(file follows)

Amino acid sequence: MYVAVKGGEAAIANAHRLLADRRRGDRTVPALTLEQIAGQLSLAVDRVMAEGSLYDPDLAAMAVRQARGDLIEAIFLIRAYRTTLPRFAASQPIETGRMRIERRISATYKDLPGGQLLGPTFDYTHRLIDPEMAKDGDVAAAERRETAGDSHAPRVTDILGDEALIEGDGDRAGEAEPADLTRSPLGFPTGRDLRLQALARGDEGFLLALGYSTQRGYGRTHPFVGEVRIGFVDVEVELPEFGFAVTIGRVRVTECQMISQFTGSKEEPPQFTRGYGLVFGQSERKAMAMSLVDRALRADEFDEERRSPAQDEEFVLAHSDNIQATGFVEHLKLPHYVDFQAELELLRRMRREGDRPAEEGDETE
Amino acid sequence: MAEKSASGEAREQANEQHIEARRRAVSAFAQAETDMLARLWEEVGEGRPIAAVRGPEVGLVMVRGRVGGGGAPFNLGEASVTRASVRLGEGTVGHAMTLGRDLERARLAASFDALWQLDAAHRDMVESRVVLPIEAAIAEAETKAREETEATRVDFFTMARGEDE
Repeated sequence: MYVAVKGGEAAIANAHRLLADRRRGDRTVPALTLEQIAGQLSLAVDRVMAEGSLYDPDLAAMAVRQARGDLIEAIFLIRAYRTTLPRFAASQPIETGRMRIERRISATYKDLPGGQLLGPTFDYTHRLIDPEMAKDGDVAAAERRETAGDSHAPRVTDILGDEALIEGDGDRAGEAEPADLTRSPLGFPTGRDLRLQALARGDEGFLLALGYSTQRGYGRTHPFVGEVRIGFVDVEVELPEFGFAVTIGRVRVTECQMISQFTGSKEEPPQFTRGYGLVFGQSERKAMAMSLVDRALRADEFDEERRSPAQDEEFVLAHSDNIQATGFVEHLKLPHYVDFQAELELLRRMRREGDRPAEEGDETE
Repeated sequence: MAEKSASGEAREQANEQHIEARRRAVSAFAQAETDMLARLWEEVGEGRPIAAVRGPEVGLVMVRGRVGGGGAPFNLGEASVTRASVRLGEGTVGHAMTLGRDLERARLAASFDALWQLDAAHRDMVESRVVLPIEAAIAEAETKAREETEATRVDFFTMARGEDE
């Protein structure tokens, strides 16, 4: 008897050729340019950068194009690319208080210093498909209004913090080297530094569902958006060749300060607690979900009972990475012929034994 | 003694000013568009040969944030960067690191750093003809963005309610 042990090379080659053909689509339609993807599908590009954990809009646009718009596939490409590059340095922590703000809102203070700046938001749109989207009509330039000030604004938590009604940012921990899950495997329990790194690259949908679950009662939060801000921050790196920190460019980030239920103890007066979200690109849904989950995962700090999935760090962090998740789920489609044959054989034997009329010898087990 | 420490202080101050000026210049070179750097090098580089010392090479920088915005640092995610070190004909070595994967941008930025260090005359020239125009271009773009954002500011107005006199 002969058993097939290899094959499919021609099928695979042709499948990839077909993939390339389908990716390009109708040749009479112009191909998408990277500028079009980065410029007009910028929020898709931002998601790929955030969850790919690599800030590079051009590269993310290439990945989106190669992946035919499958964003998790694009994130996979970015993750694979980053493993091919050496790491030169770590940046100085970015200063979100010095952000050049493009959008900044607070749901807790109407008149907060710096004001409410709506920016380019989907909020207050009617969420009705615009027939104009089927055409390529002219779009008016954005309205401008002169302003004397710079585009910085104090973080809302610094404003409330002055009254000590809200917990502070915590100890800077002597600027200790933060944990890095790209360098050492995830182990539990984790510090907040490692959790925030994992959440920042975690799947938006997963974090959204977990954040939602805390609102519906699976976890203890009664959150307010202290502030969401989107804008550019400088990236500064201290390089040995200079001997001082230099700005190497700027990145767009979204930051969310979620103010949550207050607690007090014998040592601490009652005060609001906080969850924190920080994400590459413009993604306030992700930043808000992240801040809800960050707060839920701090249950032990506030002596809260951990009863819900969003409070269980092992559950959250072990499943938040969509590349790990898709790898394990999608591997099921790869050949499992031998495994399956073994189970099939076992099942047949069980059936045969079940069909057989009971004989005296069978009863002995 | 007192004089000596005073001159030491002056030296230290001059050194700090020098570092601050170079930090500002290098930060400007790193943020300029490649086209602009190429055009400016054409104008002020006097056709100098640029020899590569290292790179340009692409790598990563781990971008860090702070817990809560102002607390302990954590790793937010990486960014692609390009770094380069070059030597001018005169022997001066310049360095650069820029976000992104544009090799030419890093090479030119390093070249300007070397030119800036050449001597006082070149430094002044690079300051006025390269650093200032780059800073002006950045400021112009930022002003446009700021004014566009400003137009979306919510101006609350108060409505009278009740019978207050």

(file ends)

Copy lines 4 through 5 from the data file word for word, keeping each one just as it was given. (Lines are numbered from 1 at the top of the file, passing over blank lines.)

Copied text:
Repeated sequence: MAEKSASGEAREQANEQHIEARRRAVSAFAQAETDMLARLWEEVGEGRPIAAVRGPEVGLVMVRGRVGGGGAPFNLGEASVTRASVRLGEGTVGHAMTLGRDLERARLAASFDALWQLDAAHRDMVESRVVLPIEAAIAEAETKAREETEATRVDFFTMARGEDE
């Protein structure tokens, strides 16, 4: 008897050729340019950068194009690319208080210093498909209004913090080297530094569902958006060749300060607690979900009972990475012929034994 | 003694000013568009040969944030960067690191750093003809963005309610 042990090379080659053909689509339609993807599908590009954990809009646009718009596939490409590059340095922590703000809102203070700046938001749109989207009509330039000030604004938590009604940012921990899950495997329990790194690259949908679950009662939060801000921050790196920190460019980030239920103890007066979200690109849904989950995962700090999935760090962090998740789920489609044959054989034997009329010898087990 | 420490202080101050000026210049070179750097090098580089010392090479920088915005640092995610070190004909070595994967941008930025260090005359020239125009271009773009954002500011107005006199 002969058993097939290899094959499919021609099928695979042709499948990839077909993939390339389908990716390009109708040749009479112009191909998408990277500028079009980065410029007009910028929020898709931002998601790929955030969850790919690599800030590079051009590269993310290439990945989106190669992946035919499958964003998790694009994130996979970015993750694979980053493993091919050496790491030169770590940046100085970015200063979100010095952000050049493009959008900044607070749901807790109407008149907060710096004001409410709506920016380019989907909020207050009617969420009705615009027939104009089927055409390529002219779009008016954005309205401008002169302003004397710079585009910085104090973080809302610094404003409330002055009254000590809200917990502070915590100890800077002597600027200790933060944990890095790209360098050492995830182990539990984790510090907040490692959790925030994992959440920042975690799947938006997963974090959204977990954040939602805390609102519906699976976890203890009664959150307010202290502030969401989107804008550019400088990236500064201290390089040995200079001997001082230099700005190497700027990145767009979204930051969310979620103010949550207050607690007090014998040592601490009652005060609001906080969850924190920080994400590459413009993604306030992700930043808000992240801040809800960050707060839920701090249950032990506030002596809260951990009863819900969003409070269980092992559950959250072990499943938040969509590349790990898709790898394990999608591997099921790869050949499992031998495994399956073994189970099939076992099942047949069980059936045969079940069909057989009971004989005296069978009863002995 | 007192004089000596005073001159030491002056030296230290001059050194700090020098570092601050170079930090500002290098930060400007790193943020300029490649086209602009190429055009400016054409104008002020006097056709100098640029020899590569290292790179340009692409790598990563781990971008860090702070817990809560102002607390302990954590790793937010990486960014692609390009770094380069070059030597001018005169022997001066310049360095650069820029976000992104544009090799030419890093090479030119390093070249300007070397030119800036050449001597006082070149430094002044690079300051006025390269650093200032780059800073002006950045400021112009930022002003446009700021004014566009400003137009979306919510101006609350108060409505009278009740019978207050």